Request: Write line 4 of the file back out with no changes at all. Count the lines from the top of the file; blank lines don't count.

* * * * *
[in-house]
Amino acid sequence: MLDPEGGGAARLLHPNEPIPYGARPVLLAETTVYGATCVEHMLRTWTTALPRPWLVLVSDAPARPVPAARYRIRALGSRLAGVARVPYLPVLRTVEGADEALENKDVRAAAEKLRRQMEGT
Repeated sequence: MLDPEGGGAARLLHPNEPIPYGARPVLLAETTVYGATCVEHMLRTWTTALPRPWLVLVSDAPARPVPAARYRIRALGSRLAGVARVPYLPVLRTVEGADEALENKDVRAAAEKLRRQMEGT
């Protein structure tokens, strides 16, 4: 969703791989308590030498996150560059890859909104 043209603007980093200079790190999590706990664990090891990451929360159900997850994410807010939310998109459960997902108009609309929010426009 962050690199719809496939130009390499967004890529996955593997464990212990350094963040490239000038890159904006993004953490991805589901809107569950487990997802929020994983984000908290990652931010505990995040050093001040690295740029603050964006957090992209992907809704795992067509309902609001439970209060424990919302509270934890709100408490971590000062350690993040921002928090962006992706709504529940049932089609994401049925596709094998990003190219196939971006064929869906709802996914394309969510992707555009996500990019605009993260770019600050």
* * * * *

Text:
């Protein structure tokens, strides 16, 4: 969703791989308590030498996150560059890859909104 043209603007980093200079790190999590706990664990090891990451929360159900997850994410807010939310998109459960997902108009609309929010426009 962050690199719809496939130009390499967004890529996955593997464990212990350094963040490239000038890159904006993004953490991805589901809107569950487990997802929020994983984000908290990652931010505990995040050093001040690295740029603050964006957090992209992907809704795992067509309902609001439970209060424990919302509270934890709100408490971590000062350690993040921002928090962006992706709504529940049932089609994401049925596709094998990003190219196939971006064929869906709802996914394309969510992707555009996500990019605009993260770019600050």